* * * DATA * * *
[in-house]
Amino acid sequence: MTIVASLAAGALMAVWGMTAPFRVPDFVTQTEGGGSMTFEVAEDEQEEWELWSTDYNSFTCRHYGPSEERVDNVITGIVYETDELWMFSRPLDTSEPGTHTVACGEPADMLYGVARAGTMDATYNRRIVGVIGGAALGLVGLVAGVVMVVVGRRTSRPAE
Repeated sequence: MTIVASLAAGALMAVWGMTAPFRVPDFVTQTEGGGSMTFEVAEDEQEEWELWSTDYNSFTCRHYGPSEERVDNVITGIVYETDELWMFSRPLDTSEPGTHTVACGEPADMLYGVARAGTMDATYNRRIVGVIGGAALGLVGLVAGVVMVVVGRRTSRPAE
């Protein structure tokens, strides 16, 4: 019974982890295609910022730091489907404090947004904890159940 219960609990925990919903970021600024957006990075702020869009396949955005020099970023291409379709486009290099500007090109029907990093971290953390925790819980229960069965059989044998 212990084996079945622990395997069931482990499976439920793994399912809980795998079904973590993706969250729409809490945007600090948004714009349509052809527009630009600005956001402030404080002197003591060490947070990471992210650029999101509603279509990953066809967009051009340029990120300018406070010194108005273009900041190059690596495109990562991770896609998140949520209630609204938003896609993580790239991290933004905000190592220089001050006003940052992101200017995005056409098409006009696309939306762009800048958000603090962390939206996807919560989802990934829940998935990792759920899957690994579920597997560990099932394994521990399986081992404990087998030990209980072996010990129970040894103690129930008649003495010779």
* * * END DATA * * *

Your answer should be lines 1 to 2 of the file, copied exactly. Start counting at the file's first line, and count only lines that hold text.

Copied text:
[in-house]
Amino acid sequence: MTIVASLAAGALMAVWGMTAPFRVPDFVTQTEGGGSMTFEVAEDEQEEWELWSTDYNSFTCRHYGPSEERVDNVITGIVYETDELWMFSRPLDTSEPGTHTVACGEPADMLYGVARAGTMDATYNRRIVGVIGGAALGLVGLVAGVVMVVVGRRTSRPAE